- The Washington Times - Thursday, August 6, 2009


Clinton decries rampant graft

NAIROBI | Secretary of State Hillary Rodham Clinton criticized Kenya on Wednesday for rampant graft and corruption as she made the case that business and trade across Africa cannot grow without good governance and solid democracy.

Speaking to a conference in President Obama’s ancestral homeland, Mrs. Clinton said, “True economic progress in Africa will depend on responsible governments that reject corruption, enforce the rule of law and deliver results for their people.”

“This is not just about good governance - it’s also about good business,” she told African leaders. Her audience included Kenya’s president and prime minister, who were rivals in a bitterly contested 2007 presidential election that led to violence in which more than 1,000 people were killed.

Kenyan Foreign Minister Moses Wetangula said that “reforms are on course, that the war against impunity in the country is on, that the war against corruption is on.”


Vice president dies at age 86

HARARE | Zimbabwean Vice President Joseph Msika, who served in President Robert Mugabe’s government for two decades, died Wednesday at the age of 86, state radio reported.

No cause of death was immediately given. Mr. Msika had been treated on several occasion for an unspecified illness in neighboring South Africa.

Mr. Msika joined Zimbabwe’s government in 1987 after a unity accord between Mr. Mugabe’s ZANU-PF party and ZAPU, a party based in the west of the country. Mr. Msika was seen as someone who balanced tribal and regional interests in the Zimbabwean government.


Probe ordered in militant’s death

ABUJA | Nigeria’s president has ordered an investigation into the killing of the leader of a radical Islamist sect behind nearly a week of violence that killed more than 700 people.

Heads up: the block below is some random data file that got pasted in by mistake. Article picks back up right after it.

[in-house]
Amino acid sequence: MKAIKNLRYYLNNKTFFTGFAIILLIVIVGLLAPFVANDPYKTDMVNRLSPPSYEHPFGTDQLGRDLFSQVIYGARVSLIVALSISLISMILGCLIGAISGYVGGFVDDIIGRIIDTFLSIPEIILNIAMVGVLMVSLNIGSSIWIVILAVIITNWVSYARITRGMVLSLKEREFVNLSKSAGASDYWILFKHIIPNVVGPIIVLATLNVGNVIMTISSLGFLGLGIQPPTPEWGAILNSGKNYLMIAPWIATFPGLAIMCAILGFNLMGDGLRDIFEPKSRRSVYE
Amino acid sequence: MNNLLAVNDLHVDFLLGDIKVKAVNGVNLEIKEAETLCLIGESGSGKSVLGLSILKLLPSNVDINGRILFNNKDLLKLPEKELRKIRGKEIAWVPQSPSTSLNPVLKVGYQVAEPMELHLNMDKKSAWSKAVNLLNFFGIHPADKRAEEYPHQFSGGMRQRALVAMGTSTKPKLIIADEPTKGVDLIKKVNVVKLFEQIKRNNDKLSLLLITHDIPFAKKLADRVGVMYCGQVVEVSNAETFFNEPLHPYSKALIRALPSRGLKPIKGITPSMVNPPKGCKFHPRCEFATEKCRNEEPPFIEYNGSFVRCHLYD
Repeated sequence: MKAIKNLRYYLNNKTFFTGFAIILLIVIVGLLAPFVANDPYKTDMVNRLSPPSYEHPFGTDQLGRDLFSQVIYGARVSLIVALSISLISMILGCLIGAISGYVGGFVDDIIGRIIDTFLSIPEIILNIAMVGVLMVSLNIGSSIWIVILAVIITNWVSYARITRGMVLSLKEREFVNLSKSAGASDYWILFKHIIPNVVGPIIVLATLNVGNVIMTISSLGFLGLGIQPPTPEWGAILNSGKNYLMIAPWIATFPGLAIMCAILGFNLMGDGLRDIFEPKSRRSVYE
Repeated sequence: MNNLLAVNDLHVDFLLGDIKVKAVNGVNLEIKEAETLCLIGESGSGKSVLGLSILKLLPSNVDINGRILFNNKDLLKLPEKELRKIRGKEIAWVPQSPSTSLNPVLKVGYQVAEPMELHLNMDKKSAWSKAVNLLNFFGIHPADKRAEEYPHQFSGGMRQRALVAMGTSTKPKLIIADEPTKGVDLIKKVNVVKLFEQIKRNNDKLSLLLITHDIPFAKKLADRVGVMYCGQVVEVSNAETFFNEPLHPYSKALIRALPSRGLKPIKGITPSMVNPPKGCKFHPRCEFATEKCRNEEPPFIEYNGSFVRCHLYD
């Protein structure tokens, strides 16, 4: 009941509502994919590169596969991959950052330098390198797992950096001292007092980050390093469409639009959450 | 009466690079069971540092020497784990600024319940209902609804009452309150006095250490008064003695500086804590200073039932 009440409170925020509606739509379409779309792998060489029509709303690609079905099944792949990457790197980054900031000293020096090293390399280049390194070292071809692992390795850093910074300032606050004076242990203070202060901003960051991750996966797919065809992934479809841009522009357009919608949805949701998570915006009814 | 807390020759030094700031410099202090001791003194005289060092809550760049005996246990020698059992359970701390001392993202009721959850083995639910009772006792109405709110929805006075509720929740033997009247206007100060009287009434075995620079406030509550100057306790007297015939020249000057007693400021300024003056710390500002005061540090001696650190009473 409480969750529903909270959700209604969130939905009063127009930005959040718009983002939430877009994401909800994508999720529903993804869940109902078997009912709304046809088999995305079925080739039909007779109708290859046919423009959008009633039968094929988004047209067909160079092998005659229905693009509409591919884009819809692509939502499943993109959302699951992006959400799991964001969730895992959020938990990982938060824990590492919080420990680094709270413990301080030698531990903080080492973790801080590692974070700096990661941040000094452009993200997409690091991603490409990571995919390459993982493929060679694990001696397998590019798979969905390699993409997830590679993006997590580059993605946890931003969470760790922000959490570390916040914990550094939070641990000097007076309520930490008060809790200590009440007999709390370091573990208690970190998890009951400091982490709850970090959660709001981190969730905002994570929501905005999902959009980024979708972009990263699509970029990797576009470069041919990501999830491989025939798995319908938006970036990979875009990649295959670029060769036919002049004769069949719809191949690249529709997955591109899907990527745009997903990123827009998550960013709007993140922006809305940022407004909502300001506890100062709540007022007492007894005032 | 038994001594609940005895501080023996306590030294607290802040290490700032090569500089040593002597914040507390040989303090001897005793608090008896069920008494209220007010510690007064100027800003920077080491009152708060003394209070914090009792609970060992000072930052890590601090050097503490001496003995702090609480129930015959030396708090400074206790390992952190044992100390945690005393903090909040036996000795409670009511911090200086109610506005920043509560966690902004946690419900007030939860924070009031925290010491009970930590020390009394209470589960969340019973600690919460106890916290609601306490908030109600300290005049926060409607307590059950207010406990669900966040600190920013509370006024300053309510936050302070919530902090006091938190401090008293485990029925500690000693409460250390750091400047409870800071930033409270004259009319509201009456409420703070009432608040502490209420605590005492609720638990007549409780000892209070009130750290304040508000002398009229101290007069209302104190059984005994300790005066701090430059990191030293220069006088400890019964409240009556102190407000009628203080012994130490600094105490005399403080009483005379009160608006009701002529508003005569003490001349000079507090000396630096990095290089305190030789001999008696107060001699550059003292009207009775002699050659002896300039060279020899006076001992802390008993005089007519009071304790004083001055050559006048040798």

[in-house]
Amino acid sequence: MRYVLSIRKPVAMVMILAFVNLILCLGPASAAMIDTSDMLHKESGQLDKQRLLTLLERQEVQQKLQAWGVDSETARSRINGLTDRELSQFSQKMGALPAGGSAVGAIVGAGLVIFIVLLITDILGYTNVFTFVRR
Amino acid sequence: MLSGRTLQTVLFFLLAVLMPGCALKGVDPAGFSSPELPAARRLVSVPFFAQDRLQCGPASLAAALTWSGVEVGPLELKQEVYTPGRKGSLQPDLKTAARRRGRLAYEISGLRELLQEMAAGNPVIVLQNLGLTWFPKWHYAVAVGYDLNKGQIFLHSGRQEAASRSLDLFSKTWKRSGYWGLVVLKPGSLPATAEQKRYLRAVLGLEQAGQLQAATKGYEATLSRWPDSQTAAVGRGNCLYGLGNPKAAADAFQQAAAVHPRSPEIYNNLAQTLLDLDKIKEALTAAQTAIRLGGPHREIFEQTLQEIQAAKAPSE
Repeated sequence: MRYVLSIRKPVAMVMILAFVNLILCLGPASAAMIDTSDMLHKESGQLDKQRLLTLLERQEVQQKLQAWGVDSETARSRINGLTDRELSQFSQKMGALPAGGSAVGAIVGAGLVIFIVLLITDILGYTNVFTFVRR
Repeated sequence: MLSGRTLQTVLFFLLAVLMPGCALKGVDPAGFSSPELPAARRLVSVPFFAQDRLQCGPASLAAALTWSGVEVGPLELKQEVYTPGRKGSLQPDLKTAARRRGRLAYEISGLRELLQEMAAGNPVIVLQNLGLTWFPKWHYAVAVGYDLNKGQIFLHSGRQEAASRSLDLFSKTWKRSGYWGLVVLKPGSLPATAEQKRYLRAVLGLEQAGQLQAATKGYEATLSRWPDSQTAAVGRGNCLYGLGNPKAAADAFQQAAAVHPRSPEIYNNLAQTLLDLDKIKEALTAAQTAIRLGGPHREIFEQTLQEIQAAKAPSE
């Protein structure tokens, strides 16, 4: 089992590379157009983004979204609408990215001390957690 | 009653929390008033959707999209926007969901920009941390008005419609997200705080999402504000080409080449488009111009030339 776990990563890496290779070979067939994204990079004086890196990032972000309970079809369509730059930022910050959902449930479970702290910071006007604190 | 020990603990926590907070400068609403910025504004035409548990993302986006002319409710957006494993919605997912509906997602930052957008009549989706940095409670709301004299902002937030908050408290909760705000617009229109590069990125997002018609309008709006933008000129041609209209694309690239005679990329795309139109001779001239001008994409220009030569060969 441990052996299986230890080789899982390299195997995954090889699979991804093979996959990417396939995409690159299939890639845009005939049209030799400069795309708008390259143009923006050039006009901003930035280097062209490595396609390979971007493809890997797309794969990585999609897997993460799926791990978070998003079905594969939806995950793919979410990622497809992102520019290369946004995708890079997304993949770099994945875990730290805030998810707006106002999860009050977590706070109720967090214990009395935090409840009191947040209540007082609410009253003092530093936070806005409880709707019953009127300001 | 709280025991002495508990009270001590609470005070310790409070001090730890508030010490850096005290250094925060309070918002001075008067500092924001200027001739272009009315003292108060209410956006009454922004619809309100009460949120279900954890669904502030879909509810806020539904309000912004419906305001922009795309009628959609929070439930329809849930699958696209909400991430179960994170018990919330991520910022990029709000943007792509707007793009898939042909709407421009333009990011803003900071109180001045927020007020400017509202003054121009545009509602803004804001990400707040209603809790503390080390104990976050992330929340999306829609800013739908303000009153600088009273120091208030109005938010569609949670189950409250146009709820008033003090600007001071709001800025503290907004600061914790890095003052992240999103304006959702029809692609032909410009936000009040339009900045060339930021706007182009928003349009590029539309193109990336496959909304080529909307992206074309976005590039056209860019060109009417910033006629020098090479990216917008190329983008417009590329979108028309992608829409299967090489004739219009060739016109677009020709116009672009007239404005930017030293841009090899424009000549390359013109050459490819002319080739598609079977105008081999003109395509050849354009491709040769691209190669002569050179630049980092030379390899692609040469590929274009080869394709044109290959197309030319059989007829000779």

President Umaru Yar’Adua said he also has ordered the national security adviser to arrange a post-mortem on Boko Haram leader Mohammed Yusuf.

Mr. Yusuf was killed July 30 after he was found hiding in a relative’s goat pen. Police said Mr. Yusuf was killed in a gunfight but that has been disputed by a top officer who said he personally arrested Mr. Yusuf and turned him over alive to authorities.


Hunters freed with warning

CAPE TOWN, South Africa | Six San bushmen have been found guilty of hunting without permits on their ancestral land, but were not jailed after a Botswana magistrate freed them with a warning, a rights group said Wednesday.

“An attempt by the Botswana government to punish bushmen for hunting to feed their families has backfired after a magistrate let them off with a caution and ordered their release from prison,” read a statement from Survival International, which campaigns for the rights of indigenous people.

The San bushmen, southern Africa’s first inhabitants, have faced an uphill battle for survival in Botswana, where the government has forced them off their ancestral land.


President seeks extended rule

NIAMEY | Niger on Wednesday began counting ballots from a constitutional referendum aimed at extending President Mamadou Tandja’s long rule, after weeks of opposition protests followed by clashes at the polls.

Early partial results released by the electoral commission from about just 1 percent of the polling stations gave a nod to Mr. Tandja’s bid to stay in power.

Voters in the uranium-rich but deeply poor country were called to the polls Tuesday in a referendum over whether Mr. Tandja, a former colonel who has been in office since 1999, could be allowed to rule indefinitely.

From wire dispatches and staff reports.

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